Appendix 1: 
Eight Jacobite Songs Related to Auld Lang Syne

© M. J. Grant, CC BY-NC 4.0 https://doi.org/10.11647/OBP.0231.13

1. “The true Scots Mens Lament for the Loss of the Rights of their Ancient Kingdom”, published by John Read of Pearson’s Close Edinburgh, 1718.1

Shall Monarchy be quite forgot,

and of it no more heard?

Antiquity be razed out,

and Slav’ry put in Stead?

Is Scots Mens Blood now grown so cold

the Valour of their Mind,

That they can never once reflect

on old long sine, &c?

What shall become now of our Crown

we have so long possest?

Is it no more fashonable,

that we Should have it dress’d?

Shall we it for Tobacco sell,

and never once repine?

Ah! then it’s late for to reflect

on old long sine, &c.

How oft have our Fore-fathers spent

their Blood in its Defence;

Shall we than have it stol’n away

by English Influence?

We’ll curie the Acters of the Deed,

when under Yoke we pine:

Why will ye not again reflect

on old long sine?

Old Albion, what will become of thee

when England sits thy Judge?

May thou not only then expect,

Oppression but Refuge?

It’s their Design to ruine thee,

as clearly may be seen:

Why wilt thou not again reflect

on old long sine &c.

How shall our crazy Shoulders bear,

the Burden of their Tax;

Tho’ they be rich, and we but poor

they will not us relax;

Unless some skilful one ov’rturn

the Ground of their Design;

But then it’s late for to reflect

on old long sine, &c.

The Name of Britain shortly will

thy Body hence possess.

England thy Head will flourish great

thy Body will decrease,

The Union will thy Ruine be,

thou’ll know in future Time;

Yet still you seem for to forget

good old long sine &c.

Was not our Nation sometime brave,

invincible and stout;

Conquering Cesar that great King,

could not put it to Rout;

Nor not to much as Tribute get,

for all his great Design:

These Men I think thought to maintain

good old long sine, &c.

Did not Romish Ambassadors,

before our King kneel down?

I mean Carbredus Claudius great,

most valiant of Renown;

And the Proposals of a Peace,

unto him did resign;

These Actions may make us reflect

on old long sine, &c.

The Royal Bruce, if now alive,

he surely would regrate,

And blame our Grandees irefully

of Scotland’s wretched State;

And tell them he priz’d Monarchy,

while he was in his Prime,

And bid them look right speedily

to old long sine, &c.

May not Experience teach thee well

in Edward Lang-shank’s Reign,

How they pretended Good to thee,

yet since mean’d no such Thing;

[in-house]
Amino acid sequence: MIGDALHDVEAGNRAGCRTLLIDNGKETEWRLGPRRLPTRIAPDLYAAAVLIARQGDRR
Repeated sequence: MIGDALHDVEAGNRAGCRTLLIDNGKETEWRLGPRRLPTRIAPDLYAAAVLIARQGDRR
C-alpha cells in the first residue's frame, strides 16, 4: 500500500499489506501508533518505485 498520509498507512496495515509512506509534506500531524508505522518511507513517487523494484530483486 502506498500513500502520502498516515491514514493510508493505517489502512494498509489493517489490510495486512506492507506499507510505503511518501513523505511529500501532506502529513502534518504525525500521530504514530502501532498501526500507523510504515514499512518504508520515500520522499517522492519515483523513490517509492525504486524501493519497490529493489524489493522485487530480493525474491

But meerly stole from us the Chair,

we did so much esteem:

It’s strange to me ye should forget

good old long sine, &c.

Yet it was not by their own Strength,

that they gain’d such a Prise;

But by our base Malecontents

who did them well advise;

I mean, the Cuming, Kilpatrick,

Vallange of Treach’rous Mind,

Such Men I fear have now the Cause,

that we must now so pine.

Do not you mind the Barns of Air,

where eighteen Score were kill’d,

Under the Colour of a Truce,

our Worthies Blood was spill’d?

And what by Force they could not win

by Fraud they did obtain:

Me wonders you should so forget,

good old long sine, &c.

Remember William Wallace Wight,

and his Accomplicies,

Scotland they undertook to free,

when it was in Distress.

Likewise Sir James the Black Douglas

under the Bruce’s Reign;

These Men spar’d not their Blood to spill

for old long sine, &c.

Why did you thy Union break

thou had of late with France;

Where Honors were conferr’d on thee?

but now, not so is thy Chance:

Thou must subject thy Neck unto

a false proud Nation;

And more and more strive to forget

good old long sine, &c.

Was it their seeming Riches that

induced thee to sell

Thy Honors, which as never yet

no Monarch e’re could quel?

Nor our Integrities once break,

in all the bygone Time?

Yet now ye seem for to forget

good old long sine, &c.

The elder Brother let him read,

the Neighbour Margin Line;

The second than let him look back

to ruin’d Darien:

I’m hopeful then you will remorse,

on former Ill that’s done;

And strive in Time for for to maintain

good old long sine, &c

Now mark and see what is the Cause

of this so great a Fall:

Comtempt of Faith, Falshood, Deceit,

and Villany withal;

But rouse your selves like Scotish Lads,

and quit you selves as Men:

And more and more strive to mantain

good old long sine, &c.

2. “A SONG To the tune of AULD LANG SYNE”2

O CALEDON, O CALEDON,

How wretched is thy fate!